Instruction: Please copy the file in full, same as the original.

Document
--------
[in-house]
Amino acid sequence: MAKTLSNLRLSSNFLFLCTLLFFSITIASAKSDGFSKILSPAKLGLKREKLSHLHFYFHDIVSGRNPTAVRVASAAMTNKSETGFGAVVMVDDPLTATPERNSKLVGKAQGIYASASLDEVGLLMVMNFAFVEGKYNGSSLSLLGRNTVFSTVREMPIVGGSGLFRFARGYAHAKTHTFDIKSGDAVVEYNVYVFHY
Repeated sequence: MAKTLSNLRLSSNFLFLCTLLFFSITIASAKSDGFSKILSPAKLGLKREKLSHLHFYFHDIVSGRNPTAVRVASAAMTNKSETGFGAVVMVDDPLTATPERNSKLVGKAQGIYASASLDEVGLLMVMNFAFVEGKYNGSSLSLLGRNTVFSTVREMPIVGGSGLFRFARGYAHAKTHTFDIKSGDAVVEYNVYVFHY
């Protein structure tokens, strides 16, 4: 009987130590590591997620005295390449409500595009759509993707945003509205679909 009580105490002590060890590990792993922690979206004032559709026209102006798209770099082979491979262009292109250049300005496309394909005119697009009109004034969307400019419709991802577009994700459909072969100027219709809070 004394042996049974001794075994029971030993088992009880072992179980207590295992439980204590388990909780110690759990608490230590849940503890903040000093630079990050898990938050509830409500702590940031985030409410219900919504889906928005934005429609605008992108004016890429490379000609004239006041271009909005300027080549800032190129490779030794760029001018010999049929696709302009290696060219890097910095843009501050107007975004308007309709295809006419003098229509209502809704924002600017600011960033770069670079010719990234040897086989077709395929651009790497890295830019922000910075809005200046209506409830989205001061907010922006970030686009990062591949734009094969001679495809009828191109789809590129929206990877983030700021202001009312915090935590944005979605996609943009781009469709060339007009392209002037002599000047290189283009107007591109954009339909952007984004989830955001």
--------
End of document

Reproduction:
[in-house]
Amino acid sequence: MAKTLSNLRLSSNFLFLCTLLFFSITIASAKSDGFSKILSPAKLGLKREKLSHLHFYFHDIVSGRNPTAVRVASAAMTNKSETGFGAVVMVDDPLTATPERNSKLVGKAQGIYASASLDEVGLLMVMNFAFVEGKYNGSSLSLLGRNTVFSTVREMPIVGGSGLFRFARGYAHAKTHTFDIKSGDAVVEYNVYVFHY
Repeated sequence: MAKTLSNLRLSSNFLFLCTLLFFSITIASAKSDGFSKILSPAKLGLKREKLSHLHFYFHDIVSGRNPTAVRVASAAMTNKSETGFGAVVMVDDPLTATPERNSKLVGKAQGIYASASLDEVGLLMVMNFAFVEGKYNGSSLSLLGRNTVFSTVREMPIVGGSGLFRFARGYAHAKTHTFDIKSGDAVVEYNVYVFHY
């Protein structure tokens, strides 16, 4: 009987130590590591997620005295390449409500595009759509993707945003509205679909 009580105490002590060890590990792993922690979206004032559709026209102006798209770099082979491979262009292109250049300005496309394909005119697009009109004034969307400019419709991802577009994700459909072969100027219709809070 004394042996049974001794075994029971030993088992009880072992179980207590295992439980204590388990909780110690759990608490230590849940503890903040000093630079990050898990938050509830409500702590940031985030409410219900919504889906928005934005429609605008992108004016890429490379000609004239006041271009909005300027080549800032190129490779030794760029001018010999049929696709302009290696060219890097910095843009501050107007975004308007309709295809006419003098229509209502809704924002600017600011960033770069670079010719990234040897086989077709395929651009790497890295830019922000910075809005200046209506409830989205001061907010922006970030686009990062591949734009094969001679495809009828191109789809590129929206990877983030700021202001009312915090935590944005979605996609943009781009469709060339007009392209002037002599000047290189283009107007591109954009339909952007984004989830955001």